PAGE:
A Synthesis between chemistry and art

May 16 / 182

Julian Aubrey Smith, Wilful Ignorance, 2016
Julian Aubrey Smith, Wilful Ignorance, 2016

Collaborations take time – sometimes far more than anticipated. Such was the case with a project begun in late 2014 between researchers at the University of Melbourne’s School of Chemistry and artists from the Faculty of the Victorian College of the Arts and Melbourne Conservatorium of Music.

The residency, at the School of Chemistry, was initiated to allow PhD art students to work with chemists, and the aim, according to the promotional material, was simply “to see what would happen”.

“In the end it was quite revelatory,” says Dr Stephen Haley, a visual artist and academic at the VCA. 

“There’s a great deal of sympathy between scientists and artists and that became really apparent during this process.”

The residency has since culminated in an art exhibition, Synthesis, which is currently showing at the University’s George Paton Gallery. It features six artists, each of whom has three or four works on show, from sculpture to video to sound work and beyond. Dr Haley, who co-curated the exhibition and has three paintings on show, explains that the works were born of discussions between individual artists and chemists who had been paired together. In the process, they discovered more similarities than differences.

“Science and visual art are intimately involved with material investigation,” he says. “Both are experimental, playful even, with results that are often accidental. Artists and scientists have more in common than artists have with the humanities, which is largely theoretical.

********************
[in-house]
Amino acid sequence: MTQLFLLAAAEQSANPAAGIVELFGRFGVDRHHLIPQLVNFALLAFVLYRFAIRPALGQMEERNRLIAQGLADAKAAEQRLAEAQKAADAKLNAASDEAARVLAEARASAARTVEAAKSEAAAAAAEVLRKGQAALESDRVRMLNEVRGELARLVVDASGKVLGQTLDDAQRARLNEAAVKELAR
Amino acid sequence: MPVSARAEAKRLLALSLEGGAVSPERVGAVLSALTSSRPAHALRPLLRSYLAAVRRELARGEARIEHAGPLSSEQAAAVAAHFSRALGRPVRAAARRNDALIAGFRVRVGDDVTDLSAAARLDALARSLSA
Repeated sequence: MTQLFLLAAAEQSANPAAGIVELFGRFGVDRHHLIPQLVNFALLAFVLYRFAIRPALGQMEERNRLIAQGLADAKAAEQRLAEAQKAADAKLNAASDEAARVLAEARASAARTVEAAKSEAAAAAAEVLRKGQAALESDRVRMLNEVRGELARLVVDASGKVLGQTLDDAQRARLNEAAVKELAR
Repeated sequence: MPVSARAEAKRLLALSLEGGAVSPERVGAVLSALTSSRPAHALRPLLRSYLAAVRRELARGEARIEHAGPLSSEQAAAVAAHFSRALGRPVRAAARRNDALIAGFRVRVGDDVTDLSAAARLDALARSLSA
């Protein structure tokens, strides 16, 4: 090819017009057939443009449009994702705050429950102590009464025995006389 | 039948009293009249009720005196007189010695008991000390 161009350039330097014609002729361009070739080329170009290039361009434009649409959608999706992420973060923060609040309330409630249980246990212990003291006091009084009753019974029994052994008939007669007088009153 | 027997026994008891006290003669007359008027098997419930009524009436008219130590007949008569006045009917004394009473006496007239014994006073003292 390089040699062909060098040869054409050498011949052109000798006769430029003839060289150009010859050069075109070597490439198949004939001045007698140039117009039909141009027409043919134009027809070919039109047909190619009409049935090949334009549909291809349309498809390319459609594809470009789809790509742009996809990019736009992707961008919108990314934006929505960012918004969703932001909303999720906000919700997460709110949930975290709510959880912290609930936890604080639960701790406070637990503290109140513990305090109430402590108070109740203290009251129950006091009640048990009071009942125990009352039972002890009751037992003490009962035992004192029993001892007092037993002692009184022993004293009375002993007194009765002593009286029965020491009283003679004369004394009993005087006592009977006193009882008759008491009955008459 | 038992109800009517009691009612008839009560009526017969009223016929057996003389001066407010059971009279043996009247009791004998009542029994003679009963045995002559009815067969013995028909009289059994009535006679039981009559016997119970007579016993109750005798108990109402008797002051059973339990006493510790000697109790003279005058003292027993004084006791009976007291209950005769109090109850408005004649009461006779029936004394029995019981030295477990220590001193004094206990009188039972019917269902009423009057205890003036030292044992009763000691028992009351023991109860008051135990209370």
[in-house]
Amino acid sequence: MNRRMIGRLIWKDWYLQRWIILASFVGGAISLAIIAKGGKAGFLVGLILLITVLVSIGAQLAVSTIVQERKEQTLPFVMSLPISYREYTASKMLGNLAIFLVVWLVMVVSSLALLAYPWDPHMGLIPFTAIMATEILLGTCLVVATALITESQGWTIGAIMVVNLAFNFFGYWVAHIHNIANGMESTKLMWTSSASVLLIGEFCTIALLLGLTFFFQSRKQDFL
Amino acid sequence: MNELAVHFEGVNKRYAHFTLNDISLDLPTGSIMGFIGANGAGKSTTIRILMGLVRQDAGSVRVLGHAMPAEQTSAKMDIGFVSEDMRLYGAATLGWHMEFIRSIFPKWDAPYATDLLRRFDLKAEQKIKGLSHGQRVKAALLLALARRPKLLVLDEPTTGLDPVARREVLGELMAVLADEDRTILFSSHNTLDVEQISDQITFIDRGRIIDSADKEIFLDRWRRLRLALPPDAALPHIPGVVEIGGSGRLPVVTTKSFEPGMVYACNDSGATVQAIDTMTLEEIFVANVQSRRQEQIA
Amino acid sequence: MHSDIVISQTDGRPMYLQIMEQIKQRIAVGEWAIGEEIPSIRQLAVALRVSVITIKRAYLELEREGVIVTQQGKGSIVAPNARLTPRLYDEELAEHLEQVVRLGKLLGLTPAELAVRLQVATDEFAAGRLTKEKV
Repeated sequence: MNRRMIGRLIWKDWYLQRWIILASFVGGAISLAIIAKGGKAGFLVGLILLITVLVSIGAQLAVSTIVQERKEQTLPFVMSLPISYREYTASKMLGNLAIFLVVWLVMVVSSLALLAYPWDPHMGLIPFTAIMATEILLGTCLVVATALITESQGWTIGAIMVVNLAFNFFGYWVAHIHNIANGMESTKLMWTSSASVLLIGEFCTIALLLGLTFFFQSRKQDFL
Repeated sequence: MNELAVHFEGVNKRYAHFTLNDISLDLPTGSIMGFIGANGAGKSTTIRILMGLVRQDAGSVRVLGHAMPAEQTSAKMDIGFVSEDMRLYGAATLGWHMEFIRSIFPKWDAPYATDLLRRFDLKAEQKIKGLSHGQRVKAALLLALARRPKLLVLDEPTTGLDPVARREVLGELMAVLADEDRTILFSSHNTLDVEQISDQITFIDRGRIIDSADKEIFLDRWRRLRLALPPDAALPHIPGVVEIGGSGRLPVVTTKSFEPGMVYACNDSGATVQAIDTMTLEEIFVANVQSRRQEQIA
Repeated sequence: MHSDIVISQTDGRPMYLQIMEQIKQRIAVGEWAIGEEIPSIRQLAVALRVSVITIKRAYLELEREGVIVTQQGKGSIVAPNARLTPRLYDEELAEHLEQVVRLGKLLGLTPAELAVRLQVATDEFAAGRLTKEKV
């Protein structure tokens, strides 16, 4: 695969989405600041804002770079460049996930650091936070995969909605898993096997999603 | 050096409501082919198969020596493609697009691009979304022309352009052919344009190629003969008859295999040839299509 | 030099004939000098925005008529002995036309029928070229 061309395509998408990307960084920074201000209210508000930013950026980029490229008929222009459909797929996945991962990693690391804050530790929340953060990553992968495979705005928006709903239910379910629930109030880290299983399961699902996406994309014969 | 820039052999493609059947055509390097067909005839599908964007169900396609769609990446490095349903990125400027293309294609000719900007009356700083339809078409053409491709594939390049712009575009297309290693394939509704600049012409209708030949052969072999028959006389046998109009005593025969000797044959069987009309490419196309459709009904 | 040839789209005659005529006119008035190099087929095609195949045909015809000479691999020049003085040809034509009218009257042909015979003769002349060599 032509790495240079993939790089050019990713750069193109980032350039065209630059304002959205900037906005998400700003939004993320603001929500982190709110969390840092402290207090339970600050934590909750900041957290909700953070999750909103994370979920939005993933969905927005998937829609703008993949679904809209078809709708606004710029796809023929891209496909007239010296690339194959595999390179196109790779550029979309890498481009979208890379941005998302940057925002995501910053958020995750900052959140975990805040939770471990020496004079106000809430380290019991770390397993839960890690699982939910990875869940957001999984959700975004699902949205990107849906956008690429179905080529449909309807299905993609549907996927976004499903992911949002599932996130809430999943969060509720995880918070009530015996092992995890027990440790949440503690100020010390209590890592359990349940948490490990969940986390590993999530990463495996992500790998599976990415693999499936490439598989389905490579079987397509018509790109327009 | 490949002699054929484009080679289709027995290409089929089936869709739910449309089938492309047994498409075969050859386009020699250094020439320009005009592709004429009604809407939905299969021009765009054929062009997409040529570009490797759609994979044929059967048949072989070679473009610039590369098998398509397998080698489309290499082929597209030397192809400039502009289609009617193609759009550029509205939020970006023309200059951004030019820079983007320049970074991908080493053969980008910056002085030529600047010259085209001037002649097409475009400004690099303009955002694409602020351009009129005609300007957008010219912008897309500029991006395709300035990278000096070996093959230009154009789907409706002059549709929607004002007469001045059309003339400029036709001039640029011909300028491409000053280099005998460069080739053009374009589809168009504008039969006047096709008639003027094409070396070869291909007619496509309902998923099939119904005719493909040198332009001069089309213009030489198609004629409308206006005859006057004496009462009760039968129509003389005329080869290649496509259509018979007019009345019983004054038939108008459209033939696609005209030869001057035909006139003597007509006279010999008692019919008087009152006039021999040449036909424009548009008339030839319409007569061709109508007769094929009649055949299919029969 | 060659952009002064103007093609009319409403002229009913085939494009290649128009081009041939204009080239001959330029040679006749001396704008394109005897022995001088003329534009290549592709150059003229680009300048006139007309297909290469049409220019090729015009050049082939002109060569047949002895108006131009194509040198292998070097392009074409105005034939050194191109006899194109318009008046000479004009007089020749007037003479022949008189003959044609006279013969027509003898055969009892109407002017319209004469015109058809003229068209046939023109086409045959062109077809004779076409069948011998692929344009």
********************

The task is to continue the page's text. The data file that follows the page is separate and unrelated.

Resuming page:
”There’s a fundamental curiosity in both fields, a sense of knowledge for knowledge’s sake.”

The residency was the idea of the School of Chemistry’s Dr Renee Beale, who co-curated the exhibition and has run similar collaborations in the past. While the artists have something obvious to show at the end of such projects, she says she’s always asked about the benefit to scientists. 

“Artists tend to work and think more broadly than scientists,” she says. “And just seeing that, being aware of it, is important for the scientists involved. 

“In this case, the artists would ask questions, many of which the scientists either hadn’t thought about or hadn’t considered for a very long time. Having access to those different perspectives helps them to look for unconventional links between things, which in turn could help them make new discoveries.”

Beale sees the current exhibition as a showcase for what can be done to help researchers “trigger new ways of thinking about their own work”.

Haley agrees. “For me, I’d really like to see more genuine engagement between science and art. The results, as this show proves, can be really interesting.”

Story by Paul Dalgarno

Synthesis is at the George Paton Gallery, Melbourne, until 3 June. Details here.

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